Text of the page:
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The Last Dickens: A Novel Hardcover – Deckle Edge, March 17, 2009
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From Publishers Weekly
Bestseller Pearl (The Poe Shadow) delivers a period thriller that has the misfortune to fall short of the high standard set by Dan Simmons's Drood (Reviews, Nov. 24), which also centers on Charles Dickens's final, unfinished novel, The Mystery of Edwin Drood. After the author dies in 1870, a series of suspicious deaths leads Dickens's U.S. publisher, James Osgood, to suspect they may be connected with the solution to the novel's puzzle. Accompanied by attractive bookkeeper Rebecca Sand, the sister of one of the victims, Osgood travels from Boston to England to seek clues to Drood's missing conclusion. The action shifts to India, where Charles's son Francis is a superintendent of the Bengal Mounted Police, and back in time, to the novelist's last American tour in 1867. Some awkward prose distracts ("There were several other grim faces at dinner that, like some imperceptible force, spread a dark cloud over the levity"), while the ending may strike some readers as a cop-out. (Mar.)
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From Bookmarks Magazine
Many critics compared Pearl’s latest effort to Dan Simmons’s recent, lengthy SF novel Drood (HHHJ May/June 2009)—though they are far different beasts. A historical literary mystery filled with real-life figures, The Last Dickens showcases Pearl’s impressive research into the Victorian era—from opium wars in India to publishing house culture. The novel also entertains, with surprising twists that quickly turn sinister. Yet American critics faulted the tangential (and coincidental) subplots, while British reviewers questioned Pearl’s grasp on their culture. For readers interested in Dickens or who want an engaging mystery, however, The Last Dickens is “a fitting testament to the thrall in which many of us are still held by the world of the great Victorian novelists” (Christian Science Monitor).
Copyright 2009 Bookmarks Publishing LLC
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Top customer reviews
Of course, he doesn't go too far afield. Only part of the novel is set in England. Much of it is set in America, during the course of Dickens' last great reading tour a few years before his death. The primary character is James Osgood of Fields & Osgood, his American publisher, supported by Rebecca Sand, one of the company bookkeepers. They take it upon themselves to investigate Dickens and Drood when Rebecca's brother, Daniel, ends up dead after trying to obtain the most recent galleys of the novel for Osgood.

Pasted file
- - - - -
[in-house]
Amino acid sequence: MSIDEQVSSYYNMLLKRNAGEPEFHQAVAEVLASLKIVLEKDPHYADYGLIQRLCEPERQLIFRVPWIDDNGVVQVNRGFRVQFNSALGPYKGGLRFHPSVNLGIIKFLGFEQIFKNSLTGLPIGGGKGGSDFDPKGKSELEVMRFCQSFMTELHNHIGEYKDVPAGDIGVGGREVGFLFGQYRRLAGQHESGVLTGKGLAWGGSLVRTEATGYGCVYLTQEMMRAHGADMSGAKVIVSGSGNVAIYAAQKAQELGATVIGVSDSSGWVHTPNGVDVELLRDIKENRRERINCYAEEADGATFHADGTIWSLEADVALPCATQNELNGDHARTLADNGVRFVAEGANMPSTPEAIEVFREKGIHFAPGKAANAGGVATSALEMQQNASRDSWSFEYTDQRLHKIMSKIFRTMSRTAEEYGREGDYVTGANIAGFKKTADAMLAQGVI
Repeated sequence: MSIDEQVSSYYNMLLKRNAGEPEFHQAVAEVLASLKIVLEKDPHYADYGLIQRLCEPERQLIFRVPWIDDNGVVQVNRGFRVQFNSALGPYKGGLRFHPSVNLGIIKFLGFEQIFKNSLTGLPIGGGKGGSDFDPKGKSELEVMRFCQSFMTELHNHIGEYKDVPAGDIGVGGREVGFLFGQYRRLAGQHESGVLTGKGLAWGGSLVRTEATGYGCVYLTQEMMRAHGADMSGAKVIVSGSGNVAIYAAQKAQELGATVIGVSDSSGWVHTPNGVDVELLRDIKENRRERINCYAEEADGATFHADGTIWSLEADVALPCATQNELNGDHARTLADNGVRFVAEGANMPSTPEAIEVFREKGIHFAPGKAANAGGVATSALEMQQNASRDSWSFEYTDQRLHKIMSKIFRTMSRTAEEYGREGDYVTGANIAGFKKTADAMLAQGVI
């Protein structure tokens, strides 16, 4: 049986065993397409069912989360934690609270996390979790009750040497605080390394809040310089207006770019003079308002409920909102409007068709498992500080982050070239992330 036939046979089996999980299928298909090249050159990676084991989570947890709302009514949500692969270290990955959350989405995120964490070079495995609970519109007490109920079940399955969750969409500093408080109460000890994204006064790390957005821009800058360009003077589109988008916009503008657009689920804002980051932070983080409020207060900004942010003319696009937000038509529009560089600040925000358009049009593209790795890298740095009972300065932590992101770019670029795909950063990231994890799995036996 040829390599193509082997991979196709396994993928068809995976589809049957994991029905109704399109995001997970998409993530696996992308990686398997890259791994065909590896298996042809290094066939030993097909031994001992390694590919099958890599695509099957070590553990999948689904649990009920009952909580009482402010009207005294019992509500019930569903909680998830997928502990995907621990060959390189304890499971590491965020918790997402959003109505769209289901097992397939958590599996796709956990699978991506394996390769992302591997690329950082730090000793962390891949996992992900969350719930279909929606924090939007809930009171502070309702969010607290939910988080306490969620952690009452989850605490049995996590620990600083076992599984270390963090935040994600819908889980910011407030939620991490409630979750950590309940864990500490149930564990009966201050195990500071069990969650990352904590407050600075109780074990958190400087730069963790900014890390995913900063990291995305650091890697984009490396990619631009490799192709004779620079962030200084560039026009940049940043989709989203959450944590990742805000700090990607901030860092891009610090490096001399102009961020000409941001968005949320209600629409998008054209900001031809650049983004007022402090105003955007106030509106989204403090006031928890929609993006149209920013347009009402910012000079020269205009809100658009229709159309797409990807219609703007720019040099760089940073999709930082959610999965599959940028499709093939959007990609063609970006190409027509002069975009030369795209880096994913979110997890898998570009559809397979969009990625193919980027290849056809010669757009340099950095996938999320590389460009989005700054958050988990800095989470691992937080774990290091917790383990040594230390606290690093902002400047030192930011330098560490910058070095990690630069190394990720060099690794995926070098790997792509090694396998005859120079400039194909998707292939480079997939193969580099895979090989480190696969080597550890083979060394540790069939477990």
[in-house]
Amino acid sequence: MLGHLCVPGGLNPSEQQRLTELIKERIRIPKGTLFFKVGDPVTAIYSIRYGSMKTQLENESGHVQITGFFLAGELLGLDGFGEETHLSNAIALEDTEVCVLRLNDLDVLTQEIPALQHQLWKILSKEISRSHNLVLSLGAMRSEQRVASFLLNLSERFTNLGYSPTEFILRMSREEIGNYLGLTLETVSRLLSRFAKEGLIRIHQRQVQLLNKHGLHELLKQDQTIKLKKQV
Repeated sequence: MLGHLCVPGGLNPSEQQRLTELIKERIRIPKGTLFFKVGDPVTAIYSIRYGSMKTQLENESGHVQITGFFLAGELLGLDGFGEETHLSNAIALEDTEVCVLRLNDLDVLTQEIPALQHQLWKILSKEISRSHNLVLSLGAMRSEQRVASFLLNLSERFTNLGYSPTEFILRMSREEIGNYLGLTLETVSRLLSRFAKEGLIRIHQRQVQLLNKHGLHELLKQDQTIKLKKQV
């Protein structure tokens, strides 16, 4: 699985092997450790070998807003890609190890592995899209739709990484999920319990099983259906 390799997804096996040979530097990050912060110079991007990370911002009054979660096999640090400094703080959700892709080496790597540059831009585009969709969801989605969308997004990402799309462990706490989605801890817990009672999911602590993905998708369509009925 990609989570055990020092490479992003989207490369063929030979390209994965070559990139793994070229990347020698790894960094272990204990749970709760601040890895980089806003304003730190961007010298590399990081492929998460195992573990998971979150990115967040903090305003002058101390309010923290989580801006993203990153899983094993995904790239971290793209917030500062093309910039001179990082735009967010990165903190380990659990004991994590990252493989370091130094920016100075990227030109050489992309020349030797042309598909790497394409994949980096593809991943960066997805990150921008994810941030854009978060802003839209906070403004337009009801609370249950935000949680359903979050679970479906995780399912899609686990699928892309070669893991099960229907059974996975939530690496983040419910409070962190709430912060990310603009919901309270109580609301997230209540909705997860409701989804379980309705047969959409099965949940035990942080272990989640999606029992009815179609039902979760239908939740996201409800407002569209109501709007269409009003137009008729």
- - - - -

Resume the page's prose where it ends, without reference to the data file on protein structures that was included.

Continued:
Pearl has a good time creating a myriad of interesting characters here. His recreation of the cutthroat business of American publishing in the days before settled copyright law makes for fun and fascinating reading. His recreation of the strange events of Dickens on tour is wonderful. And the encounters of personages in England, from the weirdness of the opium den to the friends and family of Dickens is well-done. Particularly memorable are the arrogant Forster and the fictional Tom Branagan.
And, unlike The Poe Shadow, here the plot doesn't get subsumed by historical detail but, rather, adds color to a well-made story. Needless to say, I won't give away the many twists and turns that Pearl has in store, nor will I say anything about the satisfying conclusion of the story which fulfils literary fantasies while ending up true to the history. I will just say that Pearl has created a fine literary thriller in The Last Dickens. Any fan of Dickens or literary thrillers will not want to miss this one.
So I took this one up with Great Expectations (pun intended)... Well, maybe that was my mistake. It took me over two months to finish this book because I just couldn't get myself to pick it up again.
Truth be told, the second half is much more interesting and easier to swallow than the first half. Still, I wouldn't go as far as saying that it's worth the mental effort it caused me to finish it.
The topic is undoubtedly interesting, the way the mystery unfolded not so much. The pace is slow and pieces take too long to come together.
I felt the characters to be too shallow and those who had more potential lay in the background only called into action to fill the gaps in the story.
I'm in half a mind to read Poe's Shadow in order to decide wether the book is faulty or if the problem is the author... Maybe next year...